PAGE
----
I’m a recovering addict/alcoholic, and currently in college getting a degree in chemical dependency counseling. I can tell you from personal experience and education that drug addiction is a chronic disease…once an addict, always an addict, even if you are abstinent and are in a period of recovery. The vulnerability will always be there, and takes very hard work and a good deal of motivation to stay clean. This is not to say it can’t be done…because recovery can be’s generally a life-long process, and not uncommon can be periods of relapse. Some people have relapses, some don’t…and some go through relapses on and off again for the rest of their lives. Heroin addiction is one of the most difficult of all addictions to overcome. But there is hope. I was addicted to meth amphetamine, also considered to be one of the most difficult to recover from. Giving it up was one of the hardest things I’ve ever done. They say one in three people who are addicted to this drug will recover at some point…the other 2 out of 3 will continue to use- right up until they die (usually from the ill effects of the drug on their health), and will struggle with this throughout their lives. I guess I’m one of the “lucky ones.” Be proud of this man you’ve met. The fact that he’s working on recovery is a testemonial to his inner strength and conviction. Word of caution: his struggle may not be over…it may never be really over….he’s always going to be vulnerable to some degree to a relapse. The fact that he’s using pot tells me that though he may be abstaining from heroin, he’s not exactly in recovery…and there’s a difference. You can be abstinent and not be in recovery. He’s still self-medicating. He’s substituted one drug for another…and though the pot may be less harmful, it means that he is still very much on the edge of a relapse back into heroin. He’s in a danger zone. It’s the nature of addictive disease. I would suggest that if you want to become close to him, take some time to really educate yourself on the topic of addiction, also heroin addiction, and co-dependency. You may want to study the subject of relapse. If you’re going to share your life with him, it’s important that you know what he’s going through, and how you might also be affected.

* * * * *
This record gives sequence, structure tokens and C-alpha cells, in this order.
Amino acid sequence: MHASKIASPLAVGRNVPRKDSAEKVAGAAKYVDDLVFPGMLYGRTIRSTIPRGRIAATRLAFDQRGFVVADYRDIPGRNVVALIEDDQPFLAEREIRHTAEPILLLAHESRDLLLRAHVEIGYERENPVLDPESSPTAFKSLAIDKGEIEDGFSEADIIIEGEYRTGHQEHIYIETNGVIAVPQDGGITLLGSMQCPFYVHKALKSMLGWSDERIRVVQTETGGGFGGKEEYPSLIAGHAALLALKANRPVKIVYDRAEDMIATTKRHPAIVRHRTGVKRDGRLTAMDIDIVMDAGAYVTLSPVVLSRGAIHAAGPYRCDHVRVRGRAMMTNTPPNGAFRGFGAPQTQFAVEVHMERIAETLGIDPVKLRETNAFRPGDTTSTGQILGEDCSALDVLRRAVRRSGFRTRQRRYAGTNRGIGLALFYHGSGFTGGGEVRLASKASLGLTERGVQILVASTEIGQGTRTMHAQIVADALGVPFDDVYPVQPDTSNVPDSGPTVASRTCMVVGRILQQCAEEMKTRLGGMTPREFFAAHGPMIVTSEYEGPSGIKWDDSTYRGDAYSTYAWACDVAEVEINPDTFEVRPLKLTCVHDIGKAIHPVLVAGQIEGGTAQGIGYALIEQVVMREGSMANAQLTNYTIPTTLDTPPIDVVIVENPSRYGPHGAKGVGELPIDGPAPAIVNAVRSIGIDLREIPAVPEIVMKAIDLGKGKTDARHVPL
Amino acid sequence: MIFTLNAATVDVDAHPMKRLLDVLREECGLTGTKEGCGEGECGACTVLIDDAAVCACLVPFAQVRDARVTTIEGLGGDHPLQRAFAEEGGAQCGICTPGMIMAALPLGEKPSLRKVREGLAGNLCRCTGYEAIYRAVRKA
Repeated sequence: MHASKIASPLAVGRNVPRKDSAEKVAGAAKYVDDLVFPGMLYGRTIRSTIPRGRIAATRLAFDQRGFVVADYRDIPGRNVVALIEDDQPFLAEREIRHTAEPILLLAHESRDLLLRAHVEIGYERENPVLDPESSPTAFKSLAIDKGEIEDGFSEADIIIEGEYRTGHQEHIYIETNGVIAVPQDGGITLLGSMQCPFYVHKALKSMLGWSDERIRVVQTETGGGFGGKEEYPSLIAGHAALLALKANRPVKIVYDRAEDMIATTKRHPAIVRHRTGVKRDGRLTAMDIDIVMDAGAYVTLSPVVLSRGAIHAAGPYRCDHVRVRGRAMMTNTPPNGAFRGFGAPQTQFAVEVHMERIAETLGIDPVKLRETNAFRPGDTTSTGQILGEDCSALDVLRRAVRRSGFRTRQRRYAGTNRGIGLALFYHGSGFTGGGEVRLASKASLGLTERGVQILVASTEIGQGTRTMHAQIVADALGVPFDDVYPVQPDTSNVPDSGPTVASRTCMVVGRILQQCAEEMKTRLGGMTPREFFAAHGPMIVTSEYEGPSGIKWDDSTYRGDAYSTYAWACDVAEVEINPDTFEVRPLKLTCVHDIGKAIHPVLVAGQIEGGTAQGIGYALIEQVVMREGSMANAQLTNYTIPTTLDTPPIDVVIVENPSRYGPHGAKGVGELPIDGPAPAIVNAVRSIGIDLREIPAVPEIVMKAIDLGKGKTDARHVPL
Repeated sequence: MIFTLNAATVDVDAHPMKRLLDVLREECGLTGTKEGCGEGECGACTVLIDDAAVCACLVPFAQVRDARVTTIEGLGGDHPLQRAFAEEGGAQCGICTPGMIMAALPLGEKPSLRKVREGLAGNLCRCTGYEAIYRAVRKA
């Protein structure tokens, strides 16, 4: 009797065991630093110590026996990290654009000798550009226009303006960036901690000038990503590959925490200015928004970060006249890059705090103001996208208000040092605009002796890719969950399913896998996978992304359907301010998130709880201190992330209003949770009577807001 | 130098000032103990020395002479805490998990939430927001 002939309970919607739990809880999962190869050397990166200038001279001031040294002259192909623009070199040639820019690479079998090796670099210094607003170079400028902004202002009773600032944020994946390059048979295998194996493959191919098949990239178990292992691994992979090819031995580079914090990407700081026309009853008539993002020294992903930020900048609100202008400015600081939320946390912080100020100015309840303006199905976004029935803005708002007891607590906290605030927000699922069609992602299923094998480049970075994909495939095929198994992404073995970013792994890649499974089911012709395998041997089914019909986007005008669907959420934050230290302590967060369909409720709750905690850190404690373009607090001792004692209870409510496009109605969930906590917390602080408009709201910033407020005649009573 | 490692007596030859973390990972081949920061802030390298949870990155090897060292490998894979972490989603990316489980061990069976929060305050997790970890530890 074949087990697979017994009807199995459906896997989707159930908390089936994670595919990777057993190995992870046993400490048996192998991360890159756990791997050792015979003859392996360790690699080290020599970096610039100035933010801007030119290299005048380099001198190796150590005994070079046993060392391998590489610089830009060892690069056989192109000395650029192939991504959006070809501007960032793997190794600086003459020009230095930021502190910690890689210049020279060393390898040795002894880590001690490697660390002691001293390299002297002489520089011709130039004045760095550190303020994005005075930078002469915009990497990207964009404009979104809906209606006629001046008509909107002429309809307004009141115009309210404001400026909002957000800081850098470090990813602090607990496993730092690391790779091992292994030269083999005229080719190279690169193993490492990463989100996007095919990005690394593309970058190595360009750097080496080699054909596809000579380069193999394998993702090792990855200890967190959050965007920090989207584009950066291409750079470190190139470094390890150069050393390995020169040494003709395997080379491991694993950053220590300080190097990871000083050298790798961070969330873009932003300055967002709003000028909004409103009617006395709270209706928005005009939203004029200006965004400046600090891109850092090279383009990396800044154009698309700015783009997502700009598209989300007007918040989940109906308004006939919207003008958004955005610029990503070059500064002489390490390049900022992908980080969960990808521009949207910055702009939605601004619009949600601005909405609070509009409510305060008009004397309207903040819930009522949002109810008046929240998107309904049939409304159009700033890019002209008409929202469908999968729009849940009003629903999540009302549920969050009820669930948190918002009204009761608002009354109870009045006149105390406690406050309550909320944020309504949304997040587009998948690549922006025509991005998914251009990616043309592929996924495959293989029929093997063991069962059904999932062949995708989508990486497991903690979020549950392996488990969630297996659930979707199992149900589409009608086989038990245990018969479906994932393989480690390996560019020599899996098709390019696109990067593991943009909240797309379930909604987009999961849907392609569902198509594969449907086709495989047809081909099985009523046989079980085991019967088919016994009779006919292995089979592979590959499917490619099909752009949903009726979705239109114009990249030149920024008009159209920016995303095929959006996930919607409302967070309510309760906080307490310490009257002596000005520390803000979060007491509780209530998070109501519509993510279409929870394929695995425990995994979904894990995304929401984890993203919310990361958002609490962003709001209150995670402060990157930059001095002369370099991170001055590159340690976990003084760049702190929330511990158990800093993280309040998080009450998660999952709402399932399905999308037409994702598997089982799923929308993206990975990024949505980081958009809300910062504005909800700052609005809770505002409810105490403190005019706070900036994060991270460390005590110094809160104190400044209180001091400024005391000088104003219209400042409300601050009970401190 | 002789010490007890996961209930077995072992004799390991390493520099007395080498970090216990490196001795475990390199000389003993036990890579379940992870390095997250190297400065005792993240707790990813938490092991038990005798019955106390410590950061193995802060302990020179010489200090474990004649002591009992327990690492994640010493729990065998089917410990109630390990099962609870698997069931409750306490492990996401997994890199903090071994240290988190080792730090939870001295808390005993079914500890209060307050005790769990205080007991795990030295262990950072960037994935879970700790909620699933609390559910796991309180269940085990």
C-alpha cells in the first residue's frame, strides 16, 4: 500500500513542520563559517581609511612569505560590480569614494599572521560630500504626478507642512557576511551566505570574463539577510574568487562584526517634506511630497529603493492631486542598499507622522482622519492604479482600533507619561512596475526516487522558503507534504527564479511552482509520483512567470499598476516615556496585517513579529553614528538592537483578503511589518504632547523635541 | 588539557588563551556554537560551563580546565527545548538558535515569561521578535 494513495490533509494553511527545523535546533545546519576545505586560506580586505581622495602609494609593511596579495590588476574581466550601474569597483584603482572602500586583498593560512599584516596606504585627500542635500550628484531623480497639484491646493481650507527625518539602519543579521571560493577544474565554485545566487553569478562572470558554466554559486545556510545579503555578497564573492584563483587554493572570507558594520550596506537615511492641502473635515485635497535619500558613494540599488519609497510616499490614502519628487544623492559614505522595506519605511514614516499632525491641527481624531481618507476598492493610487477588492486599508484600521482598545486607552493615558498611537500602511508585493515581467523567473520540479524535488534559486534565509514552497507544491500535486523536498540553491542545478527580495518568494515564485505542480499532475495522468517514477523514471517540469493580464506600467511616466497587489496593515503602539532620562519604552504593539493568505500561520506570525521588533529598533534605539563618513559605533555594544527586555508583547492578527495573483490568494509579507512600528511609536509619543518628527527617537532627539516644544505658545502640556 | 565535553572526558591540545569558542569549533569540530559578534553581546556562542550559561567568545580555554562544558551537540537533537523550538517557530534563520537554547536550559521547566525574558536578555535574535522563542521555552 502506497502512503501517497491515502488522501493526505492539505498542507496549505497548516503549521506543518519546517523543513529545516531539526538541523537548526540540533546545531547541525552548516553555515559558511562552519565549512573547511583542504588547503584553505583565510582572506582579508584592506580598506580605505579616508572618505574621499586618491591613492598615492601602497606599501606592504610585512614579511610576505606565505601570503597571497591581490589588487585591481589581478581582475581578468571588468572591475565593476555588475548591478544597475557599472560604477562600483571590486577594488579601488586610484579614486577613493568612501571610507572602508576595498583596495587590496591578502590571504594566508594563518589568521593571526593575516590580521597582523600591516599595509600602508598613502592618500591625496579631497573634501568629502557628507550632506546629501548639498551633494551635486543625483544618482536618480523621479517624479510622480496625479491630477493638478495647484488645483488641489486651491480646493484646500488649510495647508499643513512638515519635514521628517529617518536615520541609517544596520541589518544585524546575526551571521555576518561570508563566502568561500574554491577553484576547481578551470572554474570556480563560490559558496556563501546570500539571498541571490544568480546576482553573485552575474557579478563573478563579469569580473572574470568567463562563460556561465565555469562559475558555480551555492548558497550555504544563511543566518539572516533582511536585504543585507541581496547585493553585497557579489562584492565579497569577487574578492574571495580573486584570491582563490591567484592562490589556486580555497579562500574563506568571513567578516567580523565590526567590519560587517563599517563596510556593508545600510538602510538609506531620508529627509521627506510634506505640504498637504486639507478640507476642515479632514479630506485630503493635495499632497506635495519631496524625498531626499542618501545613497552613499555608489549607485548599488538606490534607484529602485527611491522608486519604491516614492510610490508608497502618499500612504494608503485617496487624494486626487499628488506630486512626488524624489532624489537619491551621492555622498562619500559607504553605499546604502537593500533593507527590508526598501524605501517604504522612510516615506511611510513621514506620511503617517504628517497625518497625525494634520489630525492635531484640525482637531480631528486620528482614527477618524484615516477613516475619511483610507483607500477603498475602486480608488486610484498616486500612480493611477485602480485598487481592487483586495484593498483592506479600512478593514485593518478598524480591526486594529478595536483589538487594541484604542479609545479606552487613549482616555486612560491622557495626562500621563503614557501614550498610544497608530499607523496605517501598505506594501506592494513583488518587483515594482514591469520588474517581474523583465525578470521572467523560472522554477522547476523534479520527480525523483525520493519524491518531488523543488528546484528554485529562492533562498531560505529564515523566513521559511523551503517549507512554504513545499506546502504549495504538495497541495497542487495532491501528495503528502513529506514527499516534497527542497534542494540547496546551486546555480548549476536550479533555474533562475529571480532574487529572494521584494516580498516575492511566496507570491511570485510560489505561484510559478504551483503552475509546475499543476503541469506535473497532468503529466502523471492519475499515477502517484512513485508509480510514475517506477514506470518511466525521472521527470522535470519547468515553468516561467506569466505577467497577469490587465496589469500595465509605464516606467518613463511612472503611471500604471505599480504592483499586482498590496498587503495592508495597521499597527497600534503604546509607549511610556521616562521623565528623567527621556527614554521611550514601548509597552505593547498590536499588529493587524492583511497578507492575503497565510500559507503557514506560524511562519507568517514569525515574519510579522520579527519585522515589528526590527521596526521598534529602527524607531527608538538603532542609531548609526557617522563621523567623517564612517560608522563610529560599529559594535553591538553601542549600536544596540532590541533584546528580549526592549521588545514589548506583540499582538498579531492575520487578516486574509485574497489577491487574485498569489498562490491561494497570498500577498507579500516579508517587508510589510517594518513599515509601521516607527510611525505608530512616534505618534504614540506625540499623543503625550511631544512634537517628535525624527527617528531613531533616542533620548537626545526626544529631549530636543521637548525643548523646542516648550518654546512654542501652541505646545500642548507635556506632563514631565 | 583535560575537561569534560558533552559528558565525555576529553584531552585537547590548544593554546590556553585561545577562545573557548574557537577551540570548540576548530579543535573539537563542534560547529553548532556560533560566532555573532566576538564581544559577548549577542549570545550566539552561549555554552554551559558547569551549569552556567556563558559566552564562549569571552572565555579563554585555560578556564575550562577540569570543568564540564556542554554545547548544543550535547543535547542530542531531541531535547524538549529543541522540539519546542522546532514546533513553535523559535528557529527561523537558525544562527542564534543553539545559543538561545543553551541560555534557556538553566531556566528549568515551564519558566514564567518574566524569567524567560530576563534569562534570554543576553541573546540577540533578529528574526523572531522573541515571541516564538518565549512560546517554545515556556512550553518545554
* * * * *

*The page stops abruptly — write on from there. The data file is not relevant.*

Good luck!